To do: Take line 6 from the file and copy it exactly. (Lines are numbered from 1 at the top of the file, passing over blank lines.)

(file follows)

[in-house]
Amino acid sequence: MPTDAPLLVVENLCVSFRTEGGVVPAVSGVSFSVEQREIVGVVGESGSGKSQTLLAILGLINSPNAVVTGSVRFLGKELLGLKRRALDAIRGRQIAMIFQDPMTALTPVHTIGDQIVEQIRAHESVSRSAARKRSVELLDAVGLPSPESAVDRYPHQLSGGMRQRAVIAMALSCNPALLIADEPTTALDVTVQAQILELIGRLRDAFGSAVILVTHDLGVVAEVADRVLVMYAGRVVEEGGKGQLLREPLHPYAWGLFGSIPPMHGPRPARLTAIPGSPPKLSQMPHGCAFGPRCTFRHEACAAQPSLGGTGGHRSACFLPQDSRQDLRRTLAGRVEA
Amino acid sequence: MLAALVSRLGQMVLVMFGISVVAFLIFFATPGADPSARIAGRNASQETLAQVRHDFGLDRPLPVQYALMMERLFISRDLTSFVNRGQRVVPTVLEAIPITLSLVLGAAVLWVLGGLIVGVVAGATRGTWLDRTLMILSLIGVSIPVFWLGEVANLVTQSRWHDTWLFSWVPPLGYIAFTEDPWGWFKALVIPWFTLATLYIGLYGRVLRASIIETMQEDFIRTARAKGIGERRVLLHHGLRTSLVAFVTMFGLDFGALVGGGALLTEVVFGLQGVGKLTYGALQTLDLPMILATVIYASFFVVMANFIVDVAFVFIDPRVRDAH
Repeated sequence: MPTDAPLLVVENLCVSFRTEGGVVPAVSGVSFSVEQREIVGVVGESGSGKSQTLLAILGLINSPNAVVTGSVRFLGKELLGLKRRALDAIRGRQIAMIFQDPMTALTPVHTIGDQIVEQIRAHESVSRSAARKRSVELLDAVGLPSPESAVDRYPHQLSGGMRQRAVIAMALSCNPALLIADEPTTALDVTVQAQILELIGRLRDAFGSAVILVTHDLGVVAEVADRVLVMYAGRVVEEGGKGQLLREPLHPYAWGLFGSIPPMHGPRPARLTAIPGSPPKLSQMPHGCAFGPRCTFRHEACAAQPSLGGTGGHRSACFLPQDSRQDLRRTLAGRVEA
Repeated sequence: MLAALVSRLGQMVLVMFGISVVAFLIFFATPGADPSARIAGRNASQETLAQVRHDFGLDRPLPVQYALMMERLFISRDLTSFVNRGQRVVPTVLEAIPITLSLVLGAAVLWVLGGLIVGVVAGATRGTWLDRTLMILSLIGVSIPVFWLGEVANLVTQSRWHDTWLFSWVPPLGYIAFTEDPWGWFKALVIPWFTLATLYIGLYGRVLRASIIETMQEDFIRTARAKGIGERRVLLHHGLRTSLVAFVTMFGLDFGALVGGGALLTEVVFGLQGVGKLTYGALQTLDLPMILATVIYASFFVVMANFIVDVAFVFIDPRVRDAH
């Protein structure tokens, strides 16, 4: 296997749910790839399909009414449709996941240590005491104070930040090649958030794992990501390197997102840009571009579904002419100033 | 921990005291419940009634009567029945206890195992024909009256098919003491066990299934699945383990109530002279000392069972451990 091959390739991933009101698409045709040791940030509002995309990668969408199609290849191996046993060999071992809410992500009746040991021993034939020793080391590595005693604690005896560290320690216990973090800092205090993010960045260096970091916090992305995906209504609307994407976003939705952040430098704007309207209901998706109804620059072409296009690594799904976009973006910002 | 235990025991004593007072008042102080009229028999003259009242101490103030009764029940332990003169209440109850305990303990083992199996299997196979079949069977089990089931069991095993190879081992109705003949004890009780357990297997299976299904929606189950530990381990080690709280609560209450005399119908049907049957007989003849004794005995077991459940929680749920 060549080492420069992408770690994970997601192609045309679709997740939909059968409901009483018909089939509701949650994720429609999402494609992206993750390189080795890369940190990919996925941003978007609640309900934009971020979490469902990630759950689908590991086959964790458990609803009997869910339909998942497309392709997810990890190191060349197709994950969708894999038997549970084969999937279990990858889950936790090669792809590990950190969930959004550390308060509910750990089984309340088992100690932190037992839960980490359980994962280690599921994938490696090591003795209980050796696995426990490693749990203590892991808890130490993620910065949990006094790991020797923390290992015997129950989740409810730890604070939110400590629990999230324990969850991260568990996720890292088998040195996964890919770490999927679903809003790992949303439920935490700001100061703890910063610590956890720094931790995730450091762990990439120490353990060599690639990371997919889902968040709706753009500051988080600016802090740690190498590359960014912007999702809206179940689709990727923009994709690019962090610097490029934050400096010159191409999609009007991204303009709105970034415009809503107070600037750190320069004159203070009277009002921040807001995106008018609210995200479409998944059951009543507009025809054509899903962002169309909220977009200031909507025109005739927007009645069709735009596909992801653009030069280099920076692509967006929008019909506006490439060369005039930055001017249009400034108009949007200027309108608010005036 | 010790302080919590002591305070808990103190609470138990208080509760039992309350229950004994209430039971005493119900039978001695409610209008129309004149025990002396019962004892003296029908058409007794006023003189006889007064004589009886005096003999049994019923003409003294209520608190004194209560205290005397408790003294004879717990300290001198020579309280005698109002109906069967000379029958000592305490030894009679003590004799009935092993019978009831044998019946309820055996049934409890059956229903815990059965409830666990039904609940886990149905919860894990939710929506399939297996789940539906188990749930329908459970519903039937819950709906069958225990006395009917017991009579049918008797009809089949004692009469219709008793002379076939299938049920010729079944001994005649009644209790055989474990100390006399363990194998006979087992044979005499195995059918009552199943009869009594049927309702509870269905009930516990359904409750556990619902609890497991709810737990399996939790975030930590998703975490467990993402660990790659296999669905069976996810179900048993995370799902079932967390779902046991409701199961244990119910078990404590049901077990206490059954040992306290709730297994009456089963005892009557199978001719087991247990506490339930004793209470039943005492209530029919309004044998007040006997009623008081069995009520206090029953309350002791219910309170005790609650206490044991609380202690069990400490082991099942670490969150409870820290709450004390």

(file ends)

């Protein structure tokens, strides 16, 4: 296997749910790839399909009414449709996941240590005491104070930040090649958030794992990501390197997102840009571009579904002419100033 | 921990005291419940009634009567029945206890195992024909009256098919003491066990299934699945383990109530002279000392069972451990 091959390739991933009101698409045709040791940030509002995309990668969408199609290849191996046993060999071992809410992500009746040991021993034939020793080391590595005693604690005896560290320690216990973090800092205090993010960045260096970091916090992305995906209504609307994407976003939705952040430098704007309207209901998706109804620059072409296009690594799904976009973006910002 | 235990025991004593007072008042102080009229028999003259009242101490103030009764029940332990003169209440109850305990303990083992199996299997196979079949069977089990089931069991095993190879081992109705003949004890009780357990297997299976299904929606189950530990381990080690709280609560209450005399119908049907049957007989003849004794005995077991459940929680749920 060549080492420069992408770690994970997601192609045309679709997740939909059968409901009483018909089939509701949650994720429609999402494609992206993750390189080795890369940190990919996925941003978007609640309900934009971020979490469902990630759950689908590991086959964790458990609803009997869910339909998942497309392709997810990890190191060349197709994950969708894999038997549970084969999937279990990858889950936790090669792809590990950190969930959004550390308060509910750990089984309340088992100690932190037992839960980490359980994962280690599921994938490696090591003795209980050796696995426990490693749990203590892991808890130490993620910065949990006094790991020797923390290992015997129950989740409810730890604070939110400590629990999230324990969850991260568990996720890292088998040195996964890919770490999927679903809003790992949303439920935490700001100061703890910063610590956890720094931790995730450091762990990439120490353990060599690639990371997919889902968040709706753009500051988080600016802090740690190498590359960014912007999702809206179940689709990727923009994709690019962090610097490029934050400096010159191409999609009007991204303009709105970034415009809503107070600037750190320069004159203070009277009002921040807001995106008018609210995200479409998944059951009543507009025809054509899903962002169309909220977009200031909507025109005739927007009645069709735009596909992801653009030069280099920076692509967006929008019909506006490439060369005039930055001017249009400034108009949007200027309108608010005036 | 010790302080919590002591305070808990103190609470138990208080509760039992309350229950004994209430039971005493119900039978001695409610209008129309004149025990002396019962004892003296029908058409007794006023003189006889007064004589009886005096003999049994019923003409003294209520608190004194209560205290005397408790003294004879717990300290001198020579309280005698109002109906069967000379029958000592305490030894009679003590004799009935092993019978009831044998019946309820055996049934409890059956229903815990059965409830666990039904609940886990149905919860894990939710929506399939297996789940539906188990749930329908459970519903039937819950709906069958225990006395009917017991009579049918008797009809089949004692009469219709008793002379076939299938049920010729079944001994005649009644209790055989474990100390006399363990194998006979087992044979005499195995059918009552199943009869009594049927309702509870269905009930516990359904409750556990619902609890497991709810737990399996939790975030930590998703975490467990993402660990790659296999669905069976996810179900048993995370799902079932967390779902046991409701199961244990119910078990404590049901077990206490059954040992306290709730297994009456089963005892009557199978001719087991247990506490339930004793209470039943005492209530029919309004044998007040006997009623008081069995009520206090029953309350002791219910309170005790609650206490044991609380202690069990400490082991099942670490969150409870820290709450004390």